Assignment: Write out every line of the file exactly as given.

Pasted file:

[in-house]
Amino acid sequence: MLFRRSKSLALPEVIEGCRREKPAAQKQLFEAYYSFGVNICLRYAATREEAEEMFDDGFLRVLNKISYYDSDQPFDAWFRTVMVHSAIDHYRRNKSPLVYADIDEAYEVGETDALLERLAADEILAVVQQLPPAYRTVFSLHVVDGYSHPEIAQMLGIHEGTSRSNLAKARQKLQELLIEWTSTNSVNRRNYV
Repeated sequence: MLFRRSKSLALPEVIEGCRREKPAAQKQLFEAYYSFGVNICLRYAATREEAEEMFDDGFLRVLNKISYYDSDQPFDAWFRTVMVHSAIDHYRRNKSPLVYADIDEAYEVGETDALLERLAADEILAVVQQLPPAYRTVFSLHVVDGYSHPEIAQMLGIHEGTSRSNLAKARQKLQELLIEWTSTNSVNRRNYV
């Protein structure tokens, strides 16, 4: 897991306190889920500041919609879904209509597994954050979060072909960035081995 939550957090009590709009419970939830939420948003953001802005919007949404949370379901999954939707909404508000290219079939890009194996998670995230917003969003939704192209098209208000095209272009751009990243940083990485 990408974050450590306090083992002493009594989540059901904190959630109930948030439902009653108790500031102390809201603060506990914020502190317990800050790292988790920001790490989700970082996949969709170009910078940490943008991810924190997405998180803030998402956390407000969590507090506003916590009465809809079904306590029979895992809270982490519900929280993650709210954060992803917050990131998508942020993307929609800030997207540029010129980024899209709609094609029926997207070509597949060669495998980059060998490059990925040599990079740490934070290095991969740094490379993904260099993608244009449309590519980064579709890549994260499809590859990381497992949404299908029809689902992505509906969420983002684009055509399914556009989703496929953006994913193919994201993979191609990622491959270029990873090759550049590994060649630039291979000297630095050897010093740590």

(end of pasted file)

[in-house]
Amino acid sequence: MLFRRSKSLALPEVIEGCRREKPAAQKQLFEAYYSFGVNICLRYAATREEAEEMFDDGFLRVLNKISYYDSDQPFDAWFRTVMVHSAIDHYRRNKSPLVYADIDEAYEVGETDALLERLAADEILAVVQQLPPAYRTVFSLHVVDGYSHPEIAQMLGIHEGTSRSNLAKARQKLQELLIEWTSTNSVNRRNYV
Repeated sequence: MLFRRSKSLALPEVIEGCRREKPAAQKQLFEAYYSFGVNICLRYAATREEAEEMFDDGFLRVLNKISYYDSDQPFDAWFRTVMVHSAIDHYRRNKSPLVYADIDEAYEVGETDALLERLAADEILAVVQQLPPAYRTVFSLHVVDGYSHPEIAQMLGIHEGTSRSNLAKARQKLQELLIEWTSTNSVNRRNYV
């Protein structure tokens, strides 16, 4: 897991306190889920500041919609879904209509597994954050979060072909960035081995 939550957090009590709009419970939830939420948003953001802005919007949404949370379901999954939707909404508000290219079939890009194996998670995230917003969003939704192209098209208000095209272009751009990243940083990485 990408974050450590306090083992002493009594989540059901904190959630109930948030439902009653108790500031102390809201603060506990914020502190317990800050790292988790920001790490989700970082996949969709170009910078940490943008991810924190997405998180803030998402956390407000969590507090506003916590009465809809079904306590029979895992809270982490519900929280993650709210954060992803917050990131998508942020993307929609800030997207540029010129980024899209709609094609029926997207070509597949060669495998980059060998490059990925040599990079740490934070290095991969740094490379993904260099993608244009449309590519980064579709890549994260499809590859990381497992949404299908029809689902992505509906969420983002684009055509399914556009989703496929953006994913193919994201993979191609990622491959270029990873090759550049590994060649630039291979000297630095050897010093740590």